The real secret lies in finding a balance, which focuses on teaching the children how to overcome obstacles themselves rather than assuming that mom and dad will always be there to fix everything. Sometimes, kids will need some help from parents, but they need to learn how to deal with their own problems when possible and that there are some problems that can't be fixed.

Carchee
Carchee, UT

Just think if you were a helicopter and snowplow parent! That would be outrageous and you would be called heliplow or copterplow or something like that.

RedShirt
USS Enterprise, UT

The sad thing is that psychologists and other similar specialists recognize that saving kids from failures is bad are often the same people wanting to save adults from their failures.

Read the article again, but replace kids with adults and parents with Government.

If it is bad for kids to avoid struggling or suffering from mistakes, what about adults? Is it good for adults to avoid the consequences of their mistakes?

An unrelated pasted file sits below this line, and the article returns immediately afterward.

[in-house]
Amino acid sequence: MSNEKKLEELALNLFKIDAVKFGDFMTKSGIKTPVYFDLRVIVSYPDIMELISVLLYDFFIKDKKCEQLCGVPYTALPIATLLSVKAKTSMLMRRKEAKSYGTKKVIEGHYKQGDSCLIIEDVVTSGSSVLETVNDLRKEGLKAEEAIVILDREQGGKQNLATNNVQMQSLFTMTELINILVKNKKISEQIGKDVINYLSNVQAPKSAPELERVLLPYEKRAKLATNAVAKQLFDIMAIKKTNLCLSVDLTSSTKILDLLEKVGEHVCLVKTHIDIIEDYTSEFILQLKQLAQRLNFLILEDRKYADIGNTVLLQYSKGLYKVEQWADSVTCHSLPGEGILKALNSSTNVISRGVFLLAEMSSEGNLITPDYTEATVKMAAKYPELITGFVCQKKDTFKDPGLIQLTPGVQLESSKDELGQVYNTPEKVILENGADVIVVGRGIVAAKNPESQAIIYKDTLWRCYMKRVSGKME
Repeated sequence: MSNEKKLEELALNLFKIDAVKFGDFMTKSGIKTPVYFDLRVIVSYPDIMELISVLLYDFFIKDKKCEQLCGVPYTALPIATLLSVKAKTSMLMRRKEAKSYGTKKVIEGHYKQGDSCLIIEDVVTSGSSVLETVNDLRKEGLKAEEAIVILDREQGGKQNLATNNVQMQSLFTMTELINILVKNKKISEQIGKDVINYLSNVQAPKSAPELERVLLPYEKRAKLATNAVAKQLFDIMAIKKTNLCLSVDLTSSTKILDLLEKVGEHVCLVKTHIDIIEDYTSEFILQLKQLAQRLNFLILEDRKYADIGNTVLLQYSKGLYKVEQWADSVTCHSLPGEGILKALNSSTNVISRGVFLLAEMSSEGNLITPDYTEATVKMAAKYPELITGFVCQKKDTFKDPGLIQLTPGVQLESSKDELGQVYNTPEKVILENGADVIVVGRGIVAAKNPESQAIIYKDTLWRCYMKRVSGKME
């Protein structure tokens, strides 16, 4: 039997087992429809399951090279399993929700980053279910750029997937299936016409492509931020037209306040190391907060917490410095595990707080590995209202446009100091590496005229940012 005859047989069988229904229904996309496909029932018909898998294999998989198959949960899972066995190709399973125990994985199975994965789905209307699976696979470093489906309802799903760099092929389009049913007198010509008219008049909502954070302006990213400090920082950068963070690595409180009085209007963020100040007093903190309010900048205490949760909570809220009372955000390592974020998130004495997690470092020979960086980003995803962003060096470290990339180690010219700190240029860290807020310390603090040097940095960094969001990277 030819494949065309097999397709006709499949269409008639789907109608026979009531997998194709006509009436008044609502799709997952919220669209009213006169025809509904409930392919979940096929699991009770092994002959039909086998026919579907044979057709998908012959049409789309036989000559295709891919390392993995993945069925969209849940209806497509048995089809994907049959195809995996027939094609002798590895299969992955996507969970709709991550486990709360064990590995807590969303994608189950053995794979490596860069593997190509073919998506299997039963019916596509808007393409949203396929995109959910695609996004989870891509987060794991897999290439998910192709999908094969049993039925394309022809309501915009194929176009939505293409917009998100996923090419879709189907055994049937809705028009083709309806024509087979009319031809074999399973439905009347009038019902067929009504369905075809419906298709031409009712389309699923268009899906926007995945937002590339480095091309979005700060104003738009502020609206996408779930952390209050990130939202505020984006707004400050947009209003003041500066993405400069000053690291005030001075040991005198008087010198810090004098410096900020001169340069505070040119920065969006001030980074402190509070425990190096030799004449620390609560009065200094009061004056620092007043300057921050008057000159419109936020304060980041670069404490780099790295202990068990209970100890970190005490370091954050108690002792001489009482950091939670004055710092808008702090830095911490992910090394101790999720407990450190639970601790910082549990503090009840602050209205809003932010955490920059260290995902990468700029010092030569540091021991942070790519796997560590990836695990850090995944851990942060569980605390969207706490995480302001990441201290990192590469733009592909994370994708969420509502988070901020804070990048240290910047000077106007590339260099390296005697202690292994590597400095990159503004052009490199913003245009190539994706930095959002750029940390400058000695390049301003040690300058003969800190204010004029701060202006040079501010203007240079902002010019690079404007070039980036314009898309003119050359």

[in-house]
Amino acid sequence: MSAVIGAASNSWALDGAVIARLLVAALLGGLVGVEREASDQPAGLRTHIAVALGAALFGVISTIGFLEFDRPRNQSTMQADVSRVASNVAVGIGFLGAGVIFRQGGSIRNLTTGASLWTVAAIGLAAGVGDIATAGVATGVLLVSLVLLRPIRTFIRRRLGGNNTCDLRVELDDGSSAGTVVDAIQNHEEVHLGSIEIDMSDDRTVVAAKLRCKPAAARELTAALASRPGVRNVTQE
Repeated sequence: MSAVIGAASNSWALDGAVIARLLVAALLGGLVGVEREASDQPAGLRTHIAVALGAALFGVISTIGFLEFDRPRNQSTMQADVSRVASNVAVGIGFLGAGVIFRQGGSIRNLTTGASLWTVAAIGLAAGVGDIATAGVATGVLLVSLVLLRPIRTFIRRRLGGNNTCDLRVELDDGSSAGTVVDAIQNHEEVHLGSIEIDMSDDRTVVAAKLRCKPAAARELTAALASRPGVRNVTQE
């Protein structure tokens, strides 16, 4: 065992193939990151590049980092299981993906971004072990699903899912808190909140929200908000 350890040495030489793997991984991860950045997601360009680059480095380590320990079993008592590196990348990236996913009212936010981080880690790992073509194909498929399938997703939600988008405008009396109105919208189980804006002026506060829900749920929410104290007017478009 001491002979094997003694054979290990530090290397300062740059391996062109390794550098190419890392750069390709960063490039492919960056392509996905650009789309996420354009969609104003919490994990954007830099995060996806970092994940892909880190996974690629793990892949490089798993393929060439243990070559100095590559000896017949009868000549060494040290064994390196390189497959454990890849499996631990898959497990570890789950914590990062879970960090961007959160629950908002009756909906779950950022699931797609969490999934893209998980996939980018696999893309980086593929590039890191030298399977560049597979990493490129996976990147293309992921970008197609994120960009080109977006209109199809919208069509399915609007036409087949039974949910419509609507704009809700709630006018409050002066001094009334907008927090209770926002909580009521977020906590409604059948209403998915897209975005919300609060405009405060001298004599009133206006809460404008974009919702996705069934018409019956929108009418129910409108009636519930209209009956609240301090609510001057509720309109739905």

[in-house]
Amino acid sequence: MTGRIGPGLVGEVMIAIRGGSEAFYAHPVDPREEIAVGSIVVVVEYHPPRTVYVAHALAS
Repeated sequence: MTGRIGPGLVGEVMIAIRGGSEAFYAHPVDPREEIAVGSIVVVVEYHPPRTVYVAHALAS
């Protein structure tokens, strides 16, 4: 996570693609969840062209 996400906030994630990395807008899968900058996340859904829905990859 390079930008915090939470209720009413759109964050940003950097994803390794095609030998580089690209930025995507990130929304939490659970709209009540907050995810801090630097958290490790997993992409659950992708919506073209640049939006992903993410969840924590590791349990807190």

birder
Salt Lake City, UT

Amen! As a teacher the past 32 years, I've seen plenty of helicopters and snowplows. Kids need to learn how to cope when they are young, or those first years out on their own can be a nightmare. Also, when parents "browbeat" teachers in front of their kids, that teacher no longer has any respect or influence with that child. If you have an issue with a teacher, talk to the teacher privately and work it out. Parents need to let their kids start to grow up at an age-appropriate rate. The mom of one of my current students walks her right into class every morning and calls her "Baby" as she leaves. Seriously!

gee-en
Salt Lake City, UT

There's a funny Studio C skit about this kind of thing...how parents treated kids in the 1950's vs. how parents treat kids these days.
How true that is.

Sam from the south
Washington, UT

This is my 35th year as a secondary public school teacher in Utah. Terrific article. I wish that all parents would read this and pause to think about how they are doing. We see this all the time. How things have changed over the past few decades.

Brent T. Aurora CO